The runawayl


Sue Wilson talks to Harold

Brodkey, currently the hottest contender for the title of Great

American Novelist.

It feels pretty damn strange to be Harold Brodkey at the moment. That‘s the overriding impression I’m left with after interviewing the man behind the latest literary sensation. At 61 . Brodkey has just published his first full-length work of fiction. a sprawling, fearsomely crafted epic which aims to stretch the limits of language and syntax, inscribe the processes ofconsciousness. thought and memory like never before. The Runaway Soul has been launched with a level of fanfare and fierceness ofensuing debate rare even in the present hyperbole-drenched publishing climate. The novel is said to have taken him between 25 and 33 years to write. easily outstripping Mailer‘s paltry seven or eight for Harlor's Ghost, the other big Stateside publishing Event this year. Brodkey has been compared to Proust and Milton, his novel described as ‘nakedly original‘. ‘one of the great brave journeys ofAmerican literature‘. (Very) crudely summed up as a portrait of the artist as a I young genius. following his progress from infancy . to manhood. it possesses ‘the deep. rolling. profound thrust. painterly originality and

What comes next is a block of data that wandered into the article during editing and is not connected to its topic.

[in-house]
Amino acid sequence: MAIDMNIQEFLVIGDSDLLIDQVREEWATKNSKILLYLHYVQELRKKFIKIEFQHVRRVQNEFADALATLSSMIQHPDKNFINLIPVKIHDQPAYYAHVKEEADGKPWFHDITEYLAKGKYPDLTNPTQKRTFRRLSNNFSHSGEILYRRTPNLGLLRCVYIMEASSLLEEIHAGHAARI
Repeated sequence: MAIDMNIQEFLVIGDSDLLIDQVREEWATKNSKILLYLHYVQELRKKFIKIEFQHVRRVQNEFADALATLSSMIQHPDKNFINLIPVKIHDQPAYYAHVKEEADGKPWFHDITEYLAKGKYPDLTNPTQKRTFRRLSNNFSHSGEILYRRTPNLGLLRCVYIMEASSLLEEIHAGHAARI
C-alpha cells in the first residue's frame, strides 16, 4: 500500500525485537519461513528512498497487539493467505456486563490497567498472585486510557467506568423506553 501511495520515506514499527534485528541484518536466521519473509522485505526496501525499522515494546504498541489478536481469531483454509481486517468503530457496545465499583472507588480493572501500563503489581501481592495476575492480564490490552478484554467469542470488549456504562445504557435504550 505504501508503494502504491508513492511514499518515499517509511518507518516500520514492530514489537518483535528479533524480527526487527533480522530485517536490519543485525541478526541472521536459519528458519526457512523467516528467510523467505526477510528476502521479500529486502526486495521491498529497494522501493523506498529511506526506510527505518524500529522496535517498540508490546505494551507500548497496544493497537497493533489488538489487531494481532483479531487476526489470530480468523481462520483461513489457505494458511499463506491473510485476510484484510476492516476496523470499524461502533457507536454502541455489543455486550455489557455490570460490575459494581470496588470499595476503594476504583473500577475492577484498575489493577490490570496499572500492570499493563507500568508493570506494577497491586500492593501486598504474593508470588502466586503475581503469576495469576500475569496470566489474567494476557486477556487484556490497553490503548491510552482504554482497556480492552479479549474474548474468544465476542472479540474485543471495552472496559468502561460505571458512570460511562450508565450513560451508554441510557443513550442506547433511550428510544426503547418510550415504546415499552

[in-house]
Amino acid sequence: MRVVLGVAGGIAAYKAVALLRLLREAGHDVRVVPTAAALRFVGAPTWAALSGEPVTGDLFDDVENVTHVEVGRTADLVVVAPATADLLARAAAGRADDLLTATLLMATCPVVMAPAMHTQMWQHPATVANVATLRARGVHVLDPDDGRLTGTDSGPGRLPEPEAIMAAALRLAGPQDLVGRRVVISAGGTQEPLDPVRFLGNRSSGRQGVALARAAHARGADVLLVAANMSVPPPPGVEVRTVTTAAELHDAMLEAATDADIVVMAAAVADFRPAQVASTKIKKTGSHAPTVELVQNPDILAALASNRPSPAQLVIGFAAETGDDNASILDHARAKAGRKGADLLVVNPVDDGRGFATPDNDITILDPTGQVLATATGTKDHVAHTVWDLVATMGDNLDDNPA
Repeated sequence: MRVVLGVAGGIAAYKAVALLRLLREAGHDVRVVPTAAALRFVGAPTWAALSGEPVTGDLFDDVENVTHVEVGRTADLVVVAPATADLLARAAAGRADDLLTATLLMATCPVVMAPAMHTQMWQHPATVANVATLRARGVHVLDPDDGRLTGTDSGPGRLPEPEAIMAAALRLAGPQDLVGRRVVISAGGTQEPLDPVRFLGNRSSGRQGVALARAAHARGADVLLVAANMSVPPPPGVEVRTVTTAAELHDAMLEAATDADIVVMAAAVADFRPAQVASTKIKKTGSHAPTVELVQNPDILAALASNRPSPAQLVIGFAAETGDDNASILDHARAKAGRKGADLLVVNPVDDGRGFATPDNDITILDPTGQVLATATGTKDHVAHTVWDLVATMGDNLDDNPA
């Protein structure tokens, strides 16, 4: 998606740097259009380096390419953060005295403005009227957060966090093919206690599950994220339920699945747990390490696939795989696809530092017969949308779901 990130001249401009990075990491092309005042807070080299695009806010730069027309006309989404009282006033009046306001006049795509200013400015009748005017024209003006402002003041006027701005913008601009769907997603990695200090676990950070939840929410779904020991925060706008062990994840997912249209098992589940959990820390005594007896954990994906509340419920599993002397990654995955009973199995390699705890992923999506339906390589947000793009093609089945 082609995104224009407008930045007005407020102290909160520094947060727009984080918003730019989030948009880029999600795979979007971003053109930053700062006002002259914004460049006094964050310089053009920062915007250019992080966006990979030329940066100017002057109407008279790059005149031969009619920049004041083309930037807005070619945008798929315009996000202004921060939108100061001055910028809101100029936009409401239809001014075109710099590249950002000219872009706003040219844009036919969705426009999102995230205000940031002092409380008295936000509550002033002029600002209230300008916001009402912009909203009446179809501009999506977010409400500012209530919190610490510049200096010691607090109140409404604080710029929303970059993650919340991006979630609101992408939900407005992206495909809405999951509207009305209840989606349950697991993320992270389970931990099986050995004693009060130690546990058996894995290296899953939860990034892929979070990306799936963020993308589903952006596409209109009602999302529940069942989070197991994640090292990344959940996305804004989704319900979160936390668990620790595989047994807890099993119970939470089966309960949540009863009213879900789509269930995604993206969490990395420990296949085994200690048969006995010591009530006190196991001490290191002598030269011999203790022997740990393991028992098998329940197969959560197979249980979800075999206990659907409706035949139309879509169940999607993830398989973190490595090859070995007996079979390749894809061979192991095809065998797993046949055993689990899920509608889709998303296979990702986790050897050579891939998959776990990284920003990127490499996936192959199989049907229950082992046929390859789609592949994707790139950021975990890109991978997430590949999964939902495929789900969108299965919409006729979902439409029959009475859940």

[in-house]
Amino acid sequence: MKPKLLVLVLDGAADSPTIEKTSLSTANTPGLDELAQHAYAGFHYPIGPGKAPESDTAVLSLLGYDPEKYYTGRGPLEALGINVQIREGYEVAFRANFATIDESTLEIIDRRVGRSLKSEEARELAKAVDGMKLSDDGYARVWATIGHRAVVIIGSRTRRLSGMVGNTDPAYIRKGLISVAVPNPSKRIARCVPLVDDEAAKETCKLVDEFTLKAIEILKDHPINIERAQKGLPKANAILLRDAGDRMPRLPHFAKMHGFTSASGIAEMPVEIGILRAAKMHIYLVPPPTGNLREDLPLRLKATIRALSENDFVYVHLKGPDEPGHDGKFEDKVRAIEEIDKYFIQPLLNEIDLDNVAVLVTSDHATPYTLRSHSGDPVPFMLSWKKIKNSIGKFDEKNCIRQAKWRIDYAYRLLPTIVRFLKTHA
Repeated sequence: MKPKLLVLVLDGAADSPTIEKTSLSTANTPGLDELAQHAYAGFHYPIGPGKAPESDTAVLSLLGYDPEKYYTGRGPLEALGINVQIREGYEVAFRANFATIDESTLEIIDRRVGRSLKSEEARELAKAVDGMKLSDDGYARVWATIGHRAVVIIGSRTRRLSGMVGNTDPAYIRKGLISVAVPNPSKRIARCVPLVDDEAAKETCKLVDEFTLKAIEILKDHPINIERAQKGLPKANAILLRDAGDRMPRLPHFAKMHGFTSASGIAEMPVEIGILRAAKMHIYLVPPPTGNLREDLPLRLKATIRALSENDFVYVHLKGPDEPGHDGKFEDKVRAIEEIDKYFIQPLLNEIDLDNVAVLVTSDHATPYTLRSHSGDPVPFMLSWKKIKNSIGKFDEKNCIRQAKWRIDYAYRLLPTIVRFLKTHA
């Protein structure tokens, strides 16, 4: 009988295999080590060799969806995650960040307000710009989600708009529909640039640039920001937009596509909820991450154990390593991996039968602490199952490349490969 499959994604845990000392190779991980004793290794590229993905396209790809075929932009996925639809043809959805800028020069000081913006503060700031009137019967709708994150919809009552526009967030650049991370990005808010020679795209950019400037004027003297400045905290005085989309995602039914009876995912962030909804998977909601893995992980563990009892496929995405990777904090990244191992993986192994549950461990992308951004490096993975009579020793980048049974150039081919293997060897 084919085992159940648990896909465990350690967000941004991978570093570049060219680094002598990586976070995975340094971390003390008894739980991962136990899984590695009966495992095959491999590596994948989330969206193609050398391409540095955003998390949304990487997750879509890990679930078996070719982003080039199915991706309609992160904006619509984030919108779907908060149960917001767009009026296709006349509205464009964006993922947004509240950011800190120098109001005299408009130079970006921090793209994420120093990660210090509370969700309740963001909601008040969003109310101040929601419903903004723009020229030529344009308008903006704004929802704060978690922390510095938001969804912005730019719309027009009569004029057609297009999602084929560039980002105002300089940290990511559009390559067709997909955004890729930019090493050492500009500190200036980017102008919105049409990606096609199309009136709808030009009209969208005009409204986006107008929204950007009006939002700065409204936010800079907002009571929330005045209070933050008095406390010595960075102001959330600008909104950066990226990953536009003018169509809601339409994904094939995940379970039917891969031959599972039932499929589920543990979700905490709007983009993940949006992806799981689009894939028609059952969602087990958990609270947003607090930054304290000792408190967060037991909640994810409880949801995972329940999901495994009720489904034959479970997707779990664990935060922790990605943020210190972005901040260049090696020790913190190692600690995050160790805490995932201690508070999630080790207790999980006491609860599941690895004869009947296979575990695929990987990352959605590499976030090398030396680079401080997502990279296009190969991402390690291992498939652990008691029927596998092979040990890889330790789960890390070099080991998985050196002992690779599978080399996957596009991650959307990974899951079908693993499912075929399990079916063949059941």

lightning-bolt flash ofgreat art.‘

: Brodkey himselfseems largely bemused. partly ~ tickled, by all the fuss. ‘lt‘s terribly strange to exist like this in other people’s minds,‘ he says. ‘In the last six or seven weeks I‘ve probably done three or four hundred interviews. readings. meetings. and you can categorise the opinions as favourable or unfavourable. but essentially they‘re all different, ; and I don‘t know what I‘m expected to do with them. I‘m a ‘figure‘. suddenly— but I‘m not anybody I've ever known. I‘m being invented by peOple who‘ve known me for a few days. or hours. and their view of me starts to seem completely convincing; it‘s replacing what I‘ve known of myself for 60 years. It‘s often tremendously amusing. but it is a little bit unrecognisablc.‘

It’s hard to know whether to take this apparent bewilderment at face value Brodkey does have